I was in middle school when I read L. M. Montgomery’s Emily series. And man, did I love those! Even more than the Anne series, and that’s saying something. I loved Emily especially, you see, because she was a writer. Need I say more?

Well, in one of those books, Emily has a moment of extreme rebellion and decides to “cut a bang.” She’d never liked her high forehead, but her aunt/guardian had always been very strict about modest styles and didn’t like these new fashions.

I won’t tell you how long it took me to realize that “a bang” was in fact “bangs.” It’s embarrassing to admit. 😉

The hairstyle got its name in 1878 and was indeed singular for many years. The etymology of it isn’t actually very clear. There’s a notion that it’s something straight and abrupt–horses sometimes had a “bang-tail.” We know that a bang was taken from this notion, but not exactly why the horse’s tail was called that to begin with. The best guess is that it ends abruptly, “with a bang” as it were.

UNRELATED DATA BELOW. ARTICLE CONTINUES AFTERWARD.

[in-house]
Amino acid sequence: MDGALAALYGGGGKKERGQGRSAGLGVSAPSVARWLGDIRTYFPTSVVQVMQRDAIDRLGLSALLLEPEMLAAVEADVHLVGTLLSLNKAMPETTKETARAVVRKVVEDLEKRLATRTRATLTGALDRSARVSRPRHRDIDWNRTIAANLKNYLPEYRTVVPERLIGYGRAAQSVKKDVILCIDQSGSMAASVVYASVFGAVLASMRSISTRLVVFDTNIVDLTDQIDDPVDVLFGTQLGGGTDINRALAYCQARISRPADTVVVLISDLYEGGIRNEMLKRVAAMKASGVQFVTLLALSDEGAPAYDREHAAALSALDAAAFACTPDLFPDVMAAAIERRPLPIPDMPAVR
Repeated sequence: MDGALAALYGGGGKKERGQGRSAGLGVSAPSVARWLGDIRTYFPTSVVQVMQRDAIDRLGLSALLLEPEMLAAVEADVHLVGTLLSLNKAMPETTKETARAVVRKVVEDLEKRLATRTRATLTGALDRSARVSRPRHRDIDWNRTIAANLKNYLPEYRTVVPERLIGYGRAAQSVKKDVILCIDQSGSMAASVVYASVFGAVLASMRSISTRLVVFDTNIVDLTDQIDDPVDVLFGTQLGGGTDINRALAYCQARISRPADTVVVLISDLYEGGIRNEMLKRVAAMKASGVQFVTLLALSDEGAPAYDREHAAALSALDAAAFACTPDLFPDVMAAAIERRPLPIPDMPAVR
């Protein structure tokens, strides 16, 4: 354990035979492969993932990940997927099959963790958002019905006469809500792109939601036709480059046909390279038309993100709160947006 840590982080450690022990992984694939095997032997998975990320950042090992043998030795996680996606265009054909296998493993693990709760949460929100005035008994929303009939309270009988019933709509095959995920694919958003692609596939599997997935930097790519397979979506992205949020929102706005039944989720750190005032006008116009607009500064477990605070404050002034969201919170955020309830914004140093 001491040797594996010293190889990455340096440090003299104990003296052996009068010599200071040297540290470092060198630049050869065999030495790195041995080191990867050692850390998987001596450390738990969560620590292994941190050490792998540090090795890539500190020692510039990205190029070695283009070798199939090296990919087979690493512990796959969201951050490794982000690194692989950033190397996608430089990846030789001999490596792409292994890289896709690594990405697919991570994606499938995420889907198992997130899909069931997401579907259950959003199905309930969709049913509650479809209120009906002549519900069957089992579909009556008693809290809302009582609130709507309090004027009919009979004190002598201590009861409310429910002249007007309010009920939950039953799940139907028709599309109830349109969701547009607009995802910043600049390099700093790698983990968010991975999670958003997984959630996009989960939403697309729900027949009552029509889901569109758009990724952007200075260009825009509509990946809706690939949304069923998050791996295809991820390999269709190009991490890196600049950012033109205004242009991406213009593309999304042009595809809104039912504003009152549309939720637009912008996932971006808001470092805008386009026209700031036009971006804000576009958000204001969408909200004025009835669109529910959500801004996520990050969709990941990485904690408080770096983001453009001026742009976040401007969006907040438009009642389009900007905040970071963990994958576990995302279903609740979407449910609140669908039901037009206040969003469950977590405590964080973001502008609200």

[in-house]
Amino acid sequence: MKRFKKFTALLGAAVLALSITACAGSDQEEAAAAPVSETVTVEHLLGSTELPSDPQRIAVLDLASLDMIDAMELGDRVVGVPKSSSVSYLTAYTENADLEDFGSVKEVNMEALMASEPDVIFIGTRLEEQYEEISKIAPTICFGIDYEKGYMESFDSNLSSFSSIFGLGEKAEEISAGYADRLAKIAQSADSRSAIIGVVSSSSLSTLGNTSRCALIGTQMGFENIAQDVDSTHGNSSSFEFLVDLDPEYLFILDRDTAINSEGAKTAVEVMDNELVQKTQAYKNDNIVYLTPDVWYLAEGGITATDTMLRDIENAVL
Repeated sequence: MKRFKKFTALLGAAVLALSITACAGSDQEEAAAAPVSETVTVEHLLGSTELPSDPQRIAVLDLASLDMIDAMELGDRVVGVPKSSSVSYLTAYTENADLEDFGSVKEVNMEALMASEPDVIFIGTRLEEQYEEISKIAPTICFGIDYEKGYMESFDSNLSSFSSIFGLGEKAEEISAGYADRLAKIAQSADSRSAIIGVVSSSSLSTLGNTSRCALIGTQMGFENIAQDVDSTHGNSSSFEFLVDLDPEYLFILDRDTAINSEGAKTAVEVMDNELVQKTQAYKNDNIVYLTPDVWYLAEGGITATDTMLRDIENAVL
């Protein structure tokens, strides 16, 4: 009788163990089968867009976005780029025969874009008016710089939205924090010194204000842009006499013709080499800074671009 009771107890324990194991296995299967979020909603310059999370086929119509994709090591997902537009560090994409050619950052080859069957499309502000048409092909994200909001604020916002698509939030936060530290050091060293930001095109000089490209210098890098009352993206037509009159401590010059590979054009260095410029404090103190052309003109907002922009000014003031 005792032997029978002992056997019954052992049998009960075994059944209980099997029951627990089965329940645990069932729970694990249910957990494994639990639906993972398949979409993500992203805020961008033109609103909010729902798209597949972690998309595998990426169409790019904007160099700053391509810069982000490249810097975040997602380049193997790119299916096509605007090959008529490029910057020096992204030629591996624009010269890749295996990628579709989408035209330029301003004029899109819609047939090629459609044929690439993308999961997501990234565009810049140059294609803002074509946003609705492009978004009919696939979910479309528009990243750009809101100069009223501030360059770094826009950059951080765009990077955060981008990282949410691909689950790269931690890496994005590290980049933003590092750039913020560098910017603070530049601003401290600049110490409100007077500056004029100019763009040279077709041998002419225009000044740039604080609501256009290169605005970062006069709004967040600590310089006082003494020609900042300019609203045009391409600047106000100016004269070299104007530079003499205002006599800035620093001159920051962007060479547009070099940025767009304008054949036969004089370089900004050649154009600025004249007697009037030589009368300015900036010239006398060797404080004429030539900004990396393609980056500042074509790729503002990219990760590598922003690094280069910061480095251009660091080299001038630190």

The verb to bang, i.e. “strike hard with a loud blow” dates from the 1540s, with the noun form following by the end of the century. Bang-up has been used since the 1830s as a phrase meaning, “excellent, first rate”–probably a shortening of the phrase bang up to the mark.

As for me . . . I have sometimes in my life sworn never to get bangs again . . . and then at other times sworn I would always have them, LOL. At this point I have them, quite happily. And on that oh-so-pivotal thought (guess who has a haircut scheduled for tomorrow so has hairstyles on the brain?), I bid you all a lovely week!

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